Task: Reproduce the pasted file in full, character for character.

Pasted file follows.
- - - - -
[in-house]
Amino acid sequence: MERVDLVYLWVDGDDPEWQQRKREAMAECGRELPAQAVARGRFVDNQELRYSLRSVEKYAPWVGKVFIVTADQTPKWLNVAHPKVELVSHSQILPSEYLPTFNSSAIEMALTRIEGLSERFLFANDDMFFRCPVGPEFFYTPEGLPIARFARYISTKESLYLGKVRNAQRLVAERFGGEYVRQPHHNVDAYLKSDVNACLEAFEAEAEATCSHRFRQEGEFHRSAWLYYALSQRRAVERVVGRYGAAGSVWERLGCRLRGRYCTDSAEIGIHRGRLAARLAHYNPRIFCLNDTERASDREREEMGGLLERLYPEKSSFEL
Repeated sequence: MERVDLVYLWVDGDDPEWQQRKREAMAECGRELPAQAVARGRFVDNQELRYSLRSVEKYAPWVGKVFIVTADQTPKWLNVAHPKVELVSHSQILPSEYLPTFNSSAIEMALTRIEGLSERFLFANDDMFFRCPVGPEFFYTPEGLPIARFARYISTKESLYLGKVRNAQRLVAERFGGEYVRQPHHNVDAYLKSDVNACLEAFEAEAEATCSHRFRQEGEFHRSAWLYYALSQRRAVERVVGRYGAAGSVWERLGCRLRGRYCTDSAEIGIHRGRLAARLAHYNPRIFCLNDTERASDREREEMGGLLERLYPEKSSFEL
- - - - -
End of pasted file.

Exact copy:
[in-house]
Amino acid sequence: MERVDLVYLWVDGDDPEWQQRKREAMAECGRELPAQAVARGRFVDNQELRYSLRSVEKYAPWVGKVFIVTADQTPKWLNVAHPKVELVSHSQILPSEYLPTFNSSAIEMALTRIEGLSERFLFANDDMFFRCPVGPEFFYTPEGLPIARFARYISTKESLYLGKVRNAQRLVAERFGGEYVRQPHHNVDAYLKSDVNACLEAFEAEAEATCSHRFRQEGEFHRSAWLYYALSQRRAVERVVGRYGAAGSVWERLGCRLRGRYCTDSAEIGIHRGRLAARLAHYNPRIFCLNDTERASDREREEMGGLLERLYPEKSSFEL
Repeated sequence: MERVDLVYLWVDGDDPEWQQRKREAMAECGRELPAQAVARGRFVDNQELRYSLRSVEKYAPWVGKVFIVTADQTPKWLNVAHPKVELVSHSQILPSEYLPTFNSSAIEMALTRIEGLSERFLFANDDMFFRCPVGPEFFYTPEGLPIARFARYISTKESLYLGKVRNAQRLVAERFGGEYVRQPHHNVDAYLKSDVNACLEAFEAEAEATCSHRFRQEGEFHRSAWLYYALSQRRAVERVVGRYGAAGSVWERLGCRLRGRYCTDSAEIGIHRGRLAARLAHYNPRIFCLNDTERASDREREEMGGLLERLYPEKSSFEL